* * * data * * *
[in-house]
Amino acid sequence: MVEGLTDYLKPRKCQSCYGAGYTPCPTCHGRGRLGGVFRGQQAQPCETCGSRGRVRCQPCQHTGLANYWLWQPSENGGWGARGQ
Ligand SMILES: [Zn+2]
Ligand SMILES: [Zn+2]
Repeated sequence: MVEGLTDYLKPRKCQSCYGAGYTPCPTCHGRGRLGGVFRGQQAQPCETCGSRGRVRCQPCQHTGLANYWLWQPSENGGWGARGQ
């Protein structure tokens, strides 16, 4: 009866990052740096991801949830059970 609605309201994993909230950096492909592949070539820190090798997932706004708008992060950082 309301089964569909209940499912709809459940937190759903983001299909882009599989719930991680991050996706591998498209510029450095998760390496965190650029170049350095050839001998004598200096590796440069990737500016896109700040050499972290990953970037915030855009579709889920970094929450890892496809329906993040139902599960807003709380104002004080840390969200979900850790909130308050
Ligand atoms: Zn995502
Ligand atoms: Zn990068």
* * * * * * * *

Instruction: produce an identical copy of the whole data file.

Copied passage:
[in-house]
Amino acid sequence: MVEGLTDYLKPRKCQSCYGAGYTPCPTCHGRGRLGGVFRGQQAQPCETCGSRGRVRCQPCQHTGLANYWLWQPSENGGWGARGQ
Ligand SMILES: [Zn+2]
Ligand SMILES: [Zn+2]
Repeated sequence: MVEGLTDYLKPRKCQSCYGAGYTPCPTCHGRGRLGGVFRGQQAQPCETCGSRGRVRCQPCQHTGLANYWLWQPSENGGWGARGQ
């Protein structure tokens, strides 16, 4: 009866990052740096991801949830059970 609605309201994993909230950096492909592949070539820190090798997932706004708008992060950082 309301089964569909209940499912709809459940937190759903983001299909882009599989719930991680991050996706591998498209510029450095998760390496965190650029170049350095050839001998004598200096590796440069990737500016896109700040050499972290990953970037915030855009579709889920970094929450890892496809329906993040139902599960807003709380104002004080840390969200979900850790909130308050
Ligand atoms: Zn995502
Ligand atoms: Zn990068």